Do You Really Want To Do What You Say You Want To Do?

I structure a lot in my life. It is the only way that I manage to get over my disorganized nature in order to get things done. Over the past few years, I’ve been adding layers of structure and technology to help me reach my goals. These systems allow me to capture and sort out what is important and what needs to get done.

Oddly enough, I never have to remind myself to write for this blog. I never need to add that unnecessary structure, as it is something I truly want to do1.

Finding that balance between what I need to do and what I want to do has become essential for me. Making sure that there is time for both is a challenge, but not an impossibility. More often than not, it requires sacrifice, but when you take an honest look at how you spend your time, there is almost always waste… waste that, if removed, can give you the space to do what you must while leaving room for what you want to get done.

I have to count on systems to get my obligations done, but I must, to some extent, abandon these systems to figure out what is important to me. This philosophy of leaving room in my systems, not capturing the non-essentials, helps to bring what is really important to the surface.

For years, no one ever had to tell me to watch TV at night, it was always what I wanted to do. Now no one has to tell me not to watch TV, as I know I’d rather write. Suddenly, once I knew I’d prefer to write this blog, the need to watch TV went away. It was no longer a priority once my brain was given the space needed to figure out what it truly wanted.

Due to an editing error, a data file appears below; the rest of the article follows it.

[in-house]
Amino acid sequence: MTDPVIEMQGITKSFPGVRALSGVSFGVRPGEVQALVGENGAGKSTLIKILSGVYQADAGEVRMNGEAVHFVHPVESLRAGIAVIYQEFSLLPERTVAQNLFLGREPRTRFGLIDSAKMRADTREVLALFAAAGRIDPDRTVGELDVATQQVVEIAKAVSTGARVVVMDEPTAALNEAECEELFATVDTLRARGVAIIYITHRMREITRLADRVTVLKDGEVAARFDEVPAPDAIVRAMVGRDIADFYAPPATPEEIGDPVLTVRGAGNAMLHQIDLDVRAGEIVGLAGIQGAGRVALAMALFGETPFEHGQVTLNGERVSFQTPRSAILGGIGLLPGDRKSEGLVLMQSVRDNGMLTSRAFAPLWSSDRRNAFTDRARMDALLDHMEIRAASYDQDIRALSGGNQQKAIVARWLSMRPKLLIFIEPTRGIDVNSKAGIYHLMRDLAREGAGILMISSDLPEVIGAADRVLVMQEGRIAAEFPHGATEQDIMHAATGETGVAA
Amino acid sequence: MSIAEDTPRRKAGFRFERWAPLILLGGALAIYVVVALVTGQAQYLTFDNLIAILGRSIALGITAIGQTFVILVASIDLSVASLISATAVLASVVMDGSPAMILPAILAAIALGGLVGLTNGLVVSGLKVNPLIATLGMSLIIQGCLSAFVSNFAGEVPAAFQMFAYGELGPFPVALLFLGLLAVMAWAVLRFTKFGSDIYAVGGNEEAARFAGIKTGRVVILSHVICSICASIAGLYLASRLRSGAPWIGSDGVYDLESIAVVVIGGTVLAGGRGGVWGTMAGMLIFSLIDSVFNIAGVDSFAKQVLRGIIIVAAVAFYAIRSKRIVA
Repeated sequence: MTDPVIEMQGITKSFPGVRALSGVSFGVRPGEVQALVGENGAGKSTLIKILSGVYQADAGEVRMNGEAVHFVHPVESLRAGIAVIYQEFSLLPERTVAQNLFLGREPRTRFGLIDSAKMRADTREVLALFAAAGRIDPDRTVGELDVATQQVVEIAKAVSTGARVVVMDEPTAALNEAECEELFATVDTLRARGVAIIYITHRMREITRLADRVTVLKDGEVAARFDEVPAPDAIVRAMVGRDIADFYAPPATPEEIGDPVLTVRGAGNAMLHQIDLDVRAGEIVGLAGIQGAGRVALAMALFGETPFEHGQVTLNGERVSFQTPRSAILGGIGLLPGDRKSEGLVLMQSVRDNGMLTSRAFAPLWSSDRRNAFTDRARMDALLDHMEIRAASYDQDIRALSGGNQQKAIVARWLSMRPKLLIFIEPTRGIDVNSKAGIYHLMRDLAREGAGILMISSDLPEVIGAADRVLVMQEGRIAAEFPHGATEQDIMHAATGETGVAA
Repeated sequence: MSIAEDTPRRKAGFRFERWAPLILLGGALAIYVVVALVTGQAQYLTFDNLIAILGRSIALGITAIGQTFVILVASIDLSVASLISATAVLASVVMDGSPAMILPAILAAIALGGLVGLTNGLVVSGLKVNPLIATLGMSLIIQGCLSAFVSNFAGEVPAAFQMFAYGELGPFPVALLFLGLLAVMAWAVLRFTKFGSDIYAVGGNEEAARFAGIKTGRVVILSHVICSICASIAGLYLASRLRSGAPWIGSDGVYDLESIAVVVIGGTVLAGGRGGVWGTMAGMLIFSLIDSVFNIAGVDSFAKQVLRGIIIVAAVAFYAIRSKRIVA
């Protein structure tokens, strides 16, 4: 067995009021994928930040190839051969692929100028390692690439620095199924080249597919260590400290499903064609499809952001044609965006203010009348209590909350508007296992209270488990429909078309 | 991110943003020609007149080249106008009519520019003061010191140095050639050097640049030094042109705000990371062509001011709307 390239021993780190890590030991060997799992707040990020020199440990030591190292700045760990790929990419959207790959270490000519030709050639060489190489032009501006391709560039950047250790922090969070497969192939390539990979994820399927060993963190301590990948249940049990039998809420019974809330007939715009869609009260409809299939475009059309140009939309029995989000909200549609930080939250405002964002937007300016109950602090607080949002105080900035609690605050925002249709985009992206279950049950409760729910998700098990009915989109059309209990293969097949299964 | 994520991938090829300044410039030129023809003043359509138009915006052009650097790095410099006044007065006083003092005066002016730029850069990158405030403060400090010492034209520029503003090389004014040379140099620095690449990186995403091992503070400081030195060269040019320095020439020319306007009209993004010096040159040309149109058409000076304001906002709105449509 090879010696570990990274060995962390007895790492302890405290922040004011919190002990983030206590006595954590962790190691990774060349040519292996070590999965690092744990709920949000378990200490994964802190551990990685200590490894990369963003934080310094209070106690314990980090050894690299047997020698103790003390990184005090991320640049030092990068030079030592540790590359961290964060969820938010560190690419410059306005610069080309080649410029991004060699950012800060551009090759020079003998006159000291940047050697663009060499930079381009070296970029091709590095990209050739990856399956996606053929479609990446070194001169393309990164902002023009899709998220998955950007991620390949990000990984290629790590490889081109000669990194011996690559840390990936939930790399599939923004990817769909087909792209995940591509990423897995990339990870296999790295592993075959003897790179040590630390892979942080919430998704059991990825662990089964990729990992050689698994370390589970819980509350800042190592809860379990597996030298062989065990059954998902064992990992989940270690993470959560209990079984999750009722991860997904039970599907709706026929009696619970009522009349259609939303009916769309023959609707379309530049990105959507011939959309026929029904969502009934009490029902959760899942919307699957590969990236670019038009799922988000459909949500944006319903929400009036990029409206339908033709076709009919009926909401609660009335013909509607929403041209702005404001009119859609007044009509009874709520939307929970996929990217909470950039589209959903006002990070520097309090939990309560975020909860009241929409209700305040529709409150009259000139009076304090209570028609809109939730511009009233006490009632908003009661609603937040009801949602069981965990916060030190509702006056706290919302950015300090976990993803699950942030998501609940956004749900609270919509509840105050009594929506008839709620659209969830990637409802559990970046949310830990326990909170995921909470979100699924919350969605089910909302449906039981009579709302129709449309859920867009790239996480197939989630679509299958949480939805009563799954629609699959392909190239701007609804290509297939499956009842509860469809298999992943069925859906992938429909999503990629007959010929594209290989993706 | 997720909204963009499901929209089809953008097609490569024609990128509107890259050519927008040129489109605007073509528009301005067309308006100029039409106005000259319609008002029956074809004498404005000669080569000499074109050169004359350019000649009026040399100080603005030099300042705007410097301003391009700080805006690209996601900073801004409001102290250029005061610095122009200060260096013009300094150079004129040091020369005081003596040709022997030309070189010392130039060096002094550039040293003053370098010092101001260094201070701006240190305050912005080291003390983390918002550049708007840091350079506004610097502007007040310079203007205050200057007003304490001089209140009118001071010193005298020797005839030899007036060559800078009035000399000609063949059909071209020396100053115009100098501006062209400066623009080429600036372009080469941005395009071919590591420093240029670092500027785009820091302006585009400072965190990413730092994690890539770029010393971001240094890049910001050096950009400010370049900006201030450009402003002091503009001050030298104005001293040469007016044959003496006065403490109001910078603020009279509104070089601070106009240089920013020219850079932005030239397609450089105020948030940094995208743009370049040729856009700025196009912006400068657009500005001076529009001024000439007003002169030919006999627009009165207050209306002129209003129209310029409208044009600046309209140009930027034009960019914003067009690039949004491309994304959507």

It is a delicate balance of leaving time to both do what has to be done (the things you capture and schedule) while leaving space for the things you want to do to rise to the surface (the things you don’t). If you have to capture and schedule a “want-to-do,” you probably didn’t really want to do it.

I know that many count on their “trusted system2” for both sides of the spectrum3. However this kind of structure for passion projects has never worked for me. The same layers that improve my work often derail my play. I started out trying to handle both the same way, but quickly found that applying the same structure to a pleasure that you do to an obligation quickly turns the former into the latter.

Systems and structure are an essential part of accomplishing your goals, but becoming a slave to them will only ever defeat the purpose of both. Structure what must be done, but try letting the priorities of your personal time prioritize themselves. You may just find that never wanted to do many of the things on your list and that you can rid yourself of things that take you away from the true passion projects that are just begging for enough space to rise to the surface.

  1. I do, however, need to capture the ideas, so that I have something to write about when the time comes. I often can’t write when the inspiration strikes, so this process of capture and revisit is an essential part of my creative process.  

  2. This is a term from David Allen’s “Getting Things Done”.  

  3. Some require no system at all to accomplish everything on their plate, but screw them :)  

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